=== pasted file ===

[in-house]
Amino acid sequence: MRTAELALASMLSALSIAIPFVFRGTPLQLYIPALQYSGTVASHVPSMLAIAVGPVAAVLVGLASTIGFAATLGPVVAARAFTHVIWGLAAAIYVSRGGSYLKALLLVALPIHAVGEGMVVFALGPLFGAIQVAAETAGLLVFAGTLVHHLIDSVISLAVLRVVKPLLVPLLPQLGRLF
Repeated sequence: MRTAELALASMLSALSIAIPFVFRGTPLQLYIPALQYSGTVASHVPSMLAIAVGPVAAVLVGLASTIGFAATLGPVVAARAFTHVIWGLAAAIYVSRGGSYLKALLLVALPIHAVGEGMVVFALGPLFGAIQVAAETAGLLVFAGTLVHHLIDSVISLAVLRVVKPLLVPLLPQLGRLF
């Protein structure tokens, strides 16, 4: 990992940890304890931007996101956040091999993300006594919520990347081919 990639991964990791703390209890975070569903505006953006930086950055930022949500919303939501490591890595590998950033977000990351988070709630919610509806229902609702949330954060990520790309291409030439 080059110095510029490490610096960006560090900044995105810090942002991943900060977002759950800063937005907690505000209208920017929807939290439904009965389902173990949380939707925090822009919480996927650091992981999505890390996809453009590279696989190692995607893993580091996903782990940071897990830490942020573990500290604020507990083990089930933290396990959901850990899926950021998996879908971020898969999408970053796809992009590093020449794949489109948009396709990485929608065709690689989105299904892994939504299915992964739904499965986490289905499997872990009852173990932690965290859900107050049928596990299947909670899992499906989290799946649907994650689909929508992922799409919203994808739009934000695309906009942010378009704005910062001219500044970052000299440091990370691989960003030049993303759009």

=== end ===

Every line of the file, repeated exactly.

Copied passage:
[in-house]
Amino acid sequence: MRTAELALASMLSALSIAIPFVFRGTPLQLYIPALQYSGTVASHVPSMLAIAVGPVAAVLVGLASTIGFAATLGPVVAARAFTHVIWGLAAAIYVSRGGSYLKALLLVALPIHAVGEGMVVFALGPLFGAIQVAAETAGLLVFAGTLVHHLIDSVISLAVLRVVKPLLVPLLPQLGRLF
Repeated sequence: MRTAELALASMLSALSIAIPFVFRGTPLQLYIPALQYSGTVASHVPSMLAIAVGPVAAVLVGLASTIGFAATLGPVVAARAFTHVIWGLAAAIYVSRGGSYLKALLLVALPIHAVGEGMVVFALGPLFGAIQVAAETAGLLVFAGTLVHHLIDSVISLAVLRVVKPLLVPLLPQLGRLF
């Protein structure tokens, strides 16, 4: 990992940890304890931007996101956040091999993300006594919520990347081919 990639991964990791703390209890975070569903505006953006930086950055930022949500919303939501490591890595590998950033977000990351988070709630919610509806229902609702949330954060990520790309291409030439 080059110095510029490490610096960006560090900044995105810090942002991943900060977002759950800063937005907690505000209208920017929807939290439904009965389902173990949380939707925090822009919480996927650091992981999505890390996809453009590279696989190692995607893993580091996903782990940071897990830490942020573990500290604020507990083990089930933290396990959901850990899926950021998996879908971020898969999408970053796809992009590093020449794949489109948009396709990485929608065709690689989105299904892994939504299915992964739904499965986490289905499997872990009852173990932690965290859900107050049928596990299947909670899992499906989290799946649907994650689909929508992922799409919203994808739009934000695309906009942010378009704005910062001219500044970052000299440091990370691989960003030049993303759009």